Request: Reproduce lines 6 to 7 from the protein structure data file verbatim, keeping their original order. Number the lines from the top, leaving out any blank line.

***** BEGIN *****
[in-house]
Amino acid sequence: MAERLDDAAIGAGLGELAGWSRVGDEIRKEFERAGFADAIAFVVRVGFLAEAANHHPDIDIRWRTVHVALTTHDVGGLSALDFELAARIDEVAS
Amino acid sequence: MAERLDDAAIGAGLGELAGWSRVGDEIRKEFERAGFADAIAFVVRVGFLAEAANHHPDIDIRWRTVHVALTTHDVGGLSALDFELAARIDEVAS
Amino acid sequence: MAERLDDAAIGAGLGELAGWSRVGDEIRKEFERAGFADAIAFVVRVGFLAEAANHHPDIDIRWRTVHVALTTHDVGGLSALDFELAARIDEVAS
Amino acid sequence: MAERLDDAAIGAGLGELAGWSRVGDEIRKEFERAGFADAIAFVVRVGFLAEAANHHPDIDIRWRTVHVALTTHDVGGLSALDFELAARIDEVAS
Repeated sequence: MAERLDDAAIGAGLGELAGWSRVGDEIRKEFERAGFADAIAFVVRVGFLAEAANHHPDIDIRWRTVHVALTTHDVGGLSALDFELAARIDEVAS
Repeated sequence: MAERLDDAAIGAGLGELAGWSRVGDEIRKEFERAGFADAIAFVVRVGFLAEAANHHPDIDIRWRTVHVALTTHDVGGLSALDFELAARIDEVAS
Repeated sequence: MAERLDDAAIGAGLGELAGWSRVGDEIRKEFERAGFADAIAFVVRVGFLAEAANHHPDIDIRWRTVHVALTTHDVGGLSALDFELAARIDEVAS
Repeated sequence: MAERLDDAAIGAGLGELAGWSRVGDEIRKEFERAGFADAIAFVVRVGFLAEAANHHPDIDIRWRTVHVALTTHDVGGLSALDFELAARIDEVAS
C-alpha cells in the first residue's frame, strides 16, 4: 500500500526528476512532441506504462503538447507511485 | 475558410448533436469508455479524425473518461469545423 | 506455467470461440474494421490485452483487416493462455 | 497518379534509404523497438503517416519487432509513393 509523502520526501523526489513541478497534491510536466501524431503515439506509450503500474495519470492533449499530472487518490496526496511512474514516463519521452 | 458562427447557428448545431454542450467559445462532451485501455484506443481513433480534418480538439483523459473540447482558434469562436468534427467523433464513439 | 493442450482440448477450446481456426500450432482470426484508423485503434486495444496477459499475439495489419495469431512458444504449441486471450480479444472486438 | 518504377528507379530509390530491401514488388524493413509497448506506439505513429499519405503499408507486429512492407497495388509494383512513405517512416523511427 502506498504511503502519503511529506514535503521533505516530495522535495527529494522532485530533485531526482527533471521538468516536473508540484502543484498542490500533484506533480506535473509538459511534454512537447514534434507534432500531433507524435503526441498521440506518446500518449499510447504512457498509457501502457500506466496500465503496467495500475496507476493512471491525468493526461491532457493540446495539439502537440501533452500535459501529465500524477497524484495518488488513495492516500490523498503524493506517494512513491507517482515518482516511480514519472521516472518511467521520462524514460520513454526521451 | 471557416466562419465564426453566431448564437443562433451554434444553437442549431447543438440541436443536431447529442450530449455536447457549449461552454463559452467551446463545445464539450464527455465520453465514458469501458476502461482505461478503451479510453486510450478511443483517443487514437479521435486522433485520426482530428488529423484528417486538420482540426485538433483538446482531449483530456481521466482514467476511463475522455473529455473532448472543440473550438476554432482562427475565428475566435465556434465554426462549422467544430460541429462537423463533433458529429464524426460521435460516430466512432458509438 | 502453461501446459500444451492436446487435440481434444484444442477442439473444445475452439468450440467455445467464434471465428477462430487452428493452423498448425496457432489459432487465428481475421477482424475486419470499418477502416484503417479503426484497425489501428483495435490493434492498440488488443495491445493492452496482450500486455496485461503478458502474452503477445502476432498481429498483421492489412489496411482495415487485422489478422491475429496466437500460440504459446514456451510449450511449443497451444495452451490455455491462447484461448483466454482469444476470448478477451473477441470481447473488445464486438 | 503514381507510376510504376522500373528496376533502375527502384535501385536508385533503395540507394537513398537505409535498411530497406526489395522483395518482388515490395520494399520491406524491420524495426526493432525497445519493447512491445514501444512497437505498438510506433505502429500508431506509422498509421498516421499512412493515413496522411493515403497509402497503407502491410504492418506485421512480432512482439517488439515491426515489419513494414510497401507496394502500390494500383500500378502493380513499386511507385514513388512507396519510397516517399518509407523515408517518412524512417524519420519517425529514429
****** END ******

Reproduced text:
Repeated sequence: MAERLDDAAIGAGLGELAGWSRVGDEIRKEFERAGFADAIAFVVRVGFLAEAANHHPDIDIRWRTVHVALTTHDVGGLSALDFELAARIDEVAS
Repeated sequence: MAERLDDAAIGAGLGELAGWSRVGDEIRKEFERAGFADAIAFVVRVGFLAEAANHHPDIDIRWRTVHVALTTHDVGGLSALDFELAARIDEVAS